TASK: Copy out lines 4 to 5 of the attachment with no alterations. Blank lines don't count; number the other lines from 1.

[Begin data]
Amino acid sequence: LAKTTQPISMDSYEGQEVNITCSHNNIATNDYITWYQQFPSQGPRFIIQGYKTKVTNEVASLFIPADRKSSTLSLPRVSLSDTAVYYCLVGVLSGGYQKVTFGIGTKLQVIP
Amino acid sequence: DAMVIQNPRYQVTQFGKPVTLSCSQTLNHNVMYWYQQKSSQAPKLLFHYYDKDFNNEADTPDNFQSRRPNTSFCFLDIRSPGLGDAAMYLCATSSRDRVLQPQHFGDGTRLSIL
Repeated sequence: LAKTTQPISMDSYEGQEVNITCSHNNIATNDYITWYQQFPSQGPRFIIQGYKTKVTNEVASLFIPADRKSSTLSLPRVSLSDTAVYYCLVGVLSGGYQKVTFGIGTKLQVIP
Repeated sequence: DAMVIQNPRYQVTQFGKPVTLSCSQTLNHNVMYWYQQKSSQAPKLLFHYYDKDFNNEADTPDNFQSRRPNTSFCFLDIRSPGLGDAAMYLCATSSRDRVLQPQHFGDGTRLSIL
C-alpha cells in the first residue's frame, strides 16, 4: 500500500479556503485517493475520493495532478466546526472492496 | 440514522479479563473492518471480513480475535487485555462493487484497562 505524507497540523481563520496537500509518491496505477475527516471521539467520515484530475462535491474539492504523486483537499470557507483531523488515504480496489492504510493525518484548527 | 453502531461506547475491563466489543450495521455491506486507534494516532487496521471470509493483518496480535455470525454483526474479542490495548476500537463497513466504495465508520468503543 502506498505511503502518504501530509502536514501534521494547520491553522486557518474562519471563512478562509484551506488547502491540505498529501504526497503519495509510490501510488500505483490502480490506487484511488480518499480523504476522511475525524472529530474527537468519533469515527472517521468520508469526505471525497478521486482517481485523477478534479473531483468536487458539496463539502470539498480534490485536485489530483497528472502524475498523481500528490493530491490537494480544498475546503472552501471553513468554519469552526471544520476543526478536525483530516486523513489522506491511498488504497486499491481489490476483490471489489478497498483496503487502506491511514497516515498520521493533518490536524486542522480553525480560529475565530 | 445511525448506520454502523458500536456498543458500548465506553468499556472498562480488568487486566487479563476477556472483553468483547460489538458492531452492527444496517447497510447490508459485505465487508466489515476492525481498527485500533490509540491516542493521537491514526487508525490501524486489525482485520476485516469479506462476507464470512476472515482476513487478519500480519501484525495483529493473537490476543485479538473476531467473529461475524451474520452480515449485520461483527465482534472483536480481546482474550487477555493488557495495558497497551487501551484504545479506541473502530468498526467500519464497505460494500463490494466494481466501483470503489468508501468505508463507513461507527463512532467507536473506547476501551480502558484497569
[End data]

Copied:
Repeated sequence: DAMVIQNPRYQVTQFGKPVTLSCSQTLNHNVMYWYQQKSSQAPKLLFHYYDKDFNNEADTPDNFQSRRPNTSFCFLDIRSPGLGDAAMYLCATSSRDRVLQPQHFGDGTRLSIL
C-alpha cells in the first residue's frame, strides 16, 4: 500500500479556503485517493475520493495532478466546526472492496 | 440514522479479563473492518471480513480475535487485555462493487484497562 505524507497540523481563520496537500509518491496505477475527516471521539467520515484530475462535491474539492504523486483537499470557507483531523488515504480496489492504510493525518484548527 | 453502531461506547475491563466489543450495521455491506486507534494516532487496521471470509493483518496480535455470525454483526474479542490495548476500537463497513466504495465508520468503543 502506498505511503502518504501530509502536514501534521494547520491553522486557518474562519471563512478562509484551506488547502491540505498529501504526497503519495509510490501510488500505483490502480490506487484511488480518499480523504476522511475525524472529530474527537468519533469515527472517521468520508469526505471525497478521486482517481485523477478534479473531483468536487458539496463539502470539498480534490485536485489530483497528472502524475498523481500528490493530491490537494480544498475546503472552501471553513468554519469552526471544520476543526478536525483530516486523513489522506491511498488504497486499491481489490476483490471489489478497498483496503487502506491511514497516515498520521493533518490536524486542522480553525480560529475565530 | 445511525448506520454502523458500536456498543458500548465506553468499556472498562480488568487486566487479563476477556472483553468483547460489538458492531452492527444496517447497510447490508459485505465487508466489515476492525481498527485500533490509540491516542493521537491514526487508525490501524486489525482485520476485516469479506462476507464470512476472515482476513487478519500480519501484525495483529493473537490476543485479538473476531467473529461475524451474520452480515449485520461483527465482534472483536480481546482474550487477555493488557495495558497497551487501551484504545479506541473502530468498526467500519464497505460494500463490494466494481466501483470503489468508501468505508463507513461507527463512532467507536473506547476501551480502558484497569